Many mothers like to have the crib set up several weeks before their due date. But don't be concerned if the baby arrives prior to your infant does; tots do fine in a bassinet, cradle, or sleeper for the first several weeks or even months of their lives.
When setting up a crib, select a place away from windows, window blinds, and draperies. Infants can strangle on the cords, and older babies could possibly pull themselves up and drop through the window. If there's a cord on your baby monitor, keep it at least 3 feet in the crib.
Security limits: Crib manufacturers advocate discontinuing use (or converting to the product's next stage( for convertible cribs) when your child reaches a specific height, weight, or developmental phase. Height/weight limits are usually much lower on portable or mini-cribs. Read your product manual carefully and follow instructions.
Space savers: Parents short on space may be considering mobile or mini-crib options, both of which take up less space than full-size Automobiles. Some fold or collapse for storage; some have wheels so they can be rolled around the home.
Most new cribs on the market comply with both voluntary and mandatory safety standards. For starters, be sure yours is properly constructed and structurally sound; the U.S. Consumer Product Safety Commission reports many instances where Automobiles have come apart. If this occurs, a kid's head can get trapped in the spaces between the mattress and side rail.
Safe sleep hints: Get advice about crib bedding and sleep position to lower your baby's risk of SIDS.
Cribs with drop sides: The rule is simple -- do not use them. The movable railings called drop sides were common on toddlers for decades, but can pose a serious hazard for babies. If the drop side comes or dries loose, then a baby can become entrapped and strangle or suffocate in the space between the drop side and the crib mattress. Their sale has been banned since 2011.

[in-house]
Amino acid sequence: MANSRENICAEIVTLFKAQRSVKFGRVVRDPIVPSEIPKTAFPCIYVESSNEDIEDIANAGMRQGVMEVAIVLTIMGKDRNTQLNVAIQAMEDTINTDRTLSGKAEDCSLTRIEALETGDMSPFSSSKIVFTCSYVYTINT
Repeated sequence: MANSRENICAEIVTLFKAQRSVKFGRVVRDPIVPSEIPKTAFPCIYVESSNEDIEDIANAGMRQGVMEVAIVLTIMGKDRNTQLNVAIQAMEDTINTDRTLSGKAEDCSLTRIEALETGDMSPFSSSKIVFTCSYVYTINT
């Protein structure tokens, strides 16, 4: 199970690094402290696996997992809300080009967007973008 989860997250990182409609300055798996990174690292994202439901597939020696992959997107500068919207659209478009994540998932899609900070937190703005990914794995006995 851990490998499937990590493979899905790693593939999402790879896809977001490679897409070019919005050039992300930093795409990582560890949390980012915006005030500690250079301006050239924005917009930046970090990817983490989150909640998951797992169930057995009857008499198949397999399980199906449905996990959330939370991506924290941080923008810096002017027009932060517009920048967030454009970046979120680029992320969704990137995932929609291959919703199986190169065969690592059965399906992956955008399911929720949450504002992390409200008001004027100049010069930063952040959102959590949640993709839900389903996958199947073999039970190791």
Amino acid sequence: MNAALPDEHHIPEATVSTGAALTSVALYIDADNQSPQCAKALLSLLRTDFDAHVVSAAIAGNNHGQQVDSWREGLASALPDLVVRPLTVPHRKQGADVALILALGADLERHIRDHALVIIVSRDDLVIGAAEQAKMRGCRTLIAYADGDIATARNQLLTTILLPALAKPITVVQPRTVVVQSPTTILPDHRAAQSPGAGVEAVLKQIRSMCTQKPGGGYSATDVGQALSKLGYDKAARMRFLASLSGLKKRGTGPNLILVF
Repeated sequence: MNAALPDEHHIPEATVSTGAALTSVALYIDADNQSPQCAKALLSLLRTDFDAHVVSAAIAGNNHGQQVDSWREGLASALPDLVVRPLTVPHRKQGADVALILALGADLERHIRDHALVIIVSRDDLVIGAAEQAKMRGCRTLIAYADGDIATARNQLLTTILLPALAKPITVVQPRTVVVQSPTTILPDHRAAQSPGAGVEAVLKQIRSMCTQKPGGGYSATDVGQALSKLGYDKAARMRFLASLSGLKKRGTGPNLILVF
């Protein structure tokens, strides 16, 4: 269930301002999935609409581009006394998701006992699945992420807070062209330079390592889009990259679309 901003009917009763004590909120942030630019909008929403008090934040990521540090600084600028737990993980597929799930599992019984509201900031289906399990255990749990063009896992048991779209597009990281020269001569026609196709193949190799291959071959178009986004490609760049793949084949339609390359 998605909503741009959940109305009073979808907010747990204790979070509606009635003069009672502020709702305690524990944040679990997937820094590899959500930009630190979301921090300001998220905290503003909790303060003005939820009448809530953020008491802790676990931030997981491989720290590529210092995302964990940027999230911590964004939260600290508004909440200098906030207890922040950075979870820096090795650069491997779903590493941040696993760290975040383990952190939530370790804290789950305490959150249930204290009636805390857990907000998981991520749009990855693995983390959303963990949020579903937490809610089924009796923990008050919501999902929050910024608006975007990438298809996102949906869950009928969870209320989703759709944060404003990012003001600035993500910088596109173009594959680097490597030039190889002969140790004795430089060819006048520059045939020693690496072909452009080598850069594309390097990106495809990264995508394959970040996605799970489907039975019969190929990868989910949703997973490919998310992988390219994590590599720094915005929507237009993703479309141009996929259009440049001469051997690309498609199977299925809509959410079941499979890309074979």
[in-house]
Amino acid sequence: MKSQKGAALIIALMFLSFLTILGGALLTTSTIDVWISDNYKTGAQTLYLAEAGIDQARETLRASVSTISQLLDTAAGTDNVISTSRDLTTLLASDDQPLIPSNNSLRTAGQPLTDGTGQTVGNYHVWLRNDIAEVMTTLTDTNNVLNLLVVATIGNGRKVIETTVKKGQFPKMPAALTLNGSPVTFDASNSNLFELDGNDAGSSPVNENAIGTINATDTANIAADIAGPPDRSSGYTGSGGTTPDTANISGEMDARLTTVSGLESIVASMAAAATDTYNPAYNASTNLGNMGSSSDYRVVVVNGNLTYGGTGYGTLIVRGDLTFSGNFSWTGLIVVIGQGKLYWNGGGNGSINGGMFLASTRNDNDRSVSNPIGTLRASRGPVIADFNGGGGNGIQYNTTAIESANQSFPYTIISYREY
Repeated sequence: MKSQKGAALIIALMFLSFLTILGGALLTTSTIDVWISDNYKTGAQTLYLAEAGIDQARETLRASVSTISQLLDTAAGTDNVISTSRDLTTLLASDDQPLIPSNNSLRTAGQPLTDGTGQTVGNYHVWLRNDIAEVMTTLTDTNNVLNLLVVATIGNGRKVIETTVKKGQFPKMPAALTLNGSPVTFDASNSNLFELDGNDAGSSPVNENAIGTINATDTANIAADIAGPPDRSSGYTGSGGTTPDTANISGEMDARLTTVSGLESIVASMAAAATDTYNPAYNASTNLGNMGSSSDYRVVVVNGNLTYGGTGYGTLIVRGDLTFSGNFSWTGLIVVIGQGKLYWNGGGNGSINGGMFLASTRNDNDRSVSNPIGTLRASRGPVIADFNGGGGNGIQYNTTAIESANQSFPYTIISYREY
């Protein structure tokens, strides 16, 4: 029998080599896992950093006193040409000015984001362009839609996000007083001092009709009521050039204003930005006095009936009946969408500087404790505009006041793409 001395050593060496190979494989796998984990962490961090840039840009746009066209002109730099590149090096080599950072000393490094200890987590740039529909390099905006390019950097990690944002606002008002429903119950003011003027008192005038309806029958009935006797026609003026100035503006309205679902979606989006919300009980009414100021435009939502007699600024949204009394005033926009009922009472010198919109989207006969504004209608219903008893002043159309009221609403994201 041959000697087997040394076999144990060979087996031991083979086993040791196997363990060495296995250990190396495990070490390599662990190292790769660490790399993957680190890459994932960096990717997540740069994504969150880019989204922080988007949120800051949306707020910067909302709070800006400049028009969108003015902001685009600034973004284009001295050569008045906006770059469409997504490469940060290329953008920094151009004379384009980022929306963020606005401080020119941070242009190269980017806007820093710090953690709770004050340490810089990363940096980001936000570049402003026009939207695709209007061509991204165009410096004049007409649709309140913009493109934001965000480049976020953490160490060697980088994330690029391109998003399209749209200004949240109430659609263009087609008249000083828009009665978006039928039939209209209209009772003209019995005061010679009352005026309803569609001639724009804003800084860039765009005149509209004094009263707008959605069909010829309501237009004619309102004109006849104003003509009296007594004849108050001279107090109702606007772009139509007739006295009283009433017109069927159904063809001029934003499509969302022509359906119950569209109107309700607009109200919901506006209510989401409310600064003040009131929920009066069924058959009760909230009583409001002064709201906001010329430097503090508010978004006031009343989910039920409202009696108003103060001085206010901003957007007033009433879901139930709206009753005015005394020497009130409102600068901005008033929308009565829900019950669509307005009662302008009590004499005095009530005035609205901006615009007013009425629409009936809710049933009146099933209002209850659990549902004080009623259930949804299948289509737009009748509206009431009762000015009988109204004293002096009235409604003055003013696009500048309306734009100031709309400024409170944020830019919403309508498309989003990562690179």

Stability: Give the crib a fantastic shake in the store or after you put it together in your home. If it wobbles or rattles, it may have been put together improperly. (Although wobbling or rattling could also be a sign that you should start looking for a sturdier crib.)
For a foam mattress, even more important than thickness, though, is high density; weight can be a fantastic indicator -- a heftier mattress is denser than one that is the exact same size but lighter. (See our purchasing guide to learn more on purchasing crib mattresses.)
Bumpers: Crib bumpers -- cushioned padding that attaches to the interior railings of the crib -- are sometimes still included in crib bedding collections, but quite a few associations, including the AAP, today discourage them as a SIDS threat for infants.
Infants often spend more time at the crib than anywhere else, so while relaxation is important, security is essential. Since most children sleep in a crib until it is time to move into a real bed -- normally between the ages of 2 and 3 -- you will want a sturdy one.
Adjustable mattress height: Most cribs let you change the height of the crib mattress by simply raising or lowering the mattress support. The opportunity to lower the mattress is if your child begins sitting up. As children get more active and proceed to pulling up and standing, they can climb and fall from the crib.
Versatility: a lot of cribs are designed to convert into a toddler bed, day bed, or even the headboard and footboard for a full size bed. Be certain the crib makeover is comparatively simple to do (check online reviews from parents) and that you like the look of the brand new furniture.
Full-sized cribs, including convertibles, vary from $110 to $800.
Frame size: The crib interior should snugly accommodate a standard crib mattress -- at least 51 3/4 inches long by 27 3/8 inches wide. Ensure there is not any distance between the sides of the mattress and the crib walls. This poses a considerable danger, as babies can get trapped inside that space.
Old cribs: Cribs made before 1974, when federal crib-safety standards went into effect, are somewhat more likely than newer models to have safety issues. Secondhand cribs might also have splinters, lead paint, discontinued (and potentially dangerous) attributes, or slats that are too far apart. Slats should be no more than 2 3/8 inches apart (about the size of a soda can) to protect against a baby's head from becoming suck. Posts on a crib shouldn't greater than 1/16 of an inch (unless they're over 16 inches high to support a canopy); otherwise, clothing can catch them on and injure or choke a baby. Even models fabricated as recently as 1991 could be dangerous, so if you are borrowing a crib or buying a used one, look out for these risks as well as for sharp edges, protruding metal, anything that can be broken off and choked on, peeling paint, along with cutouts across the railing which can trap your child's arm or neck. Examine the item recalls from the U.S. Consumer Product Safety Commission to make sure it has not been remembered.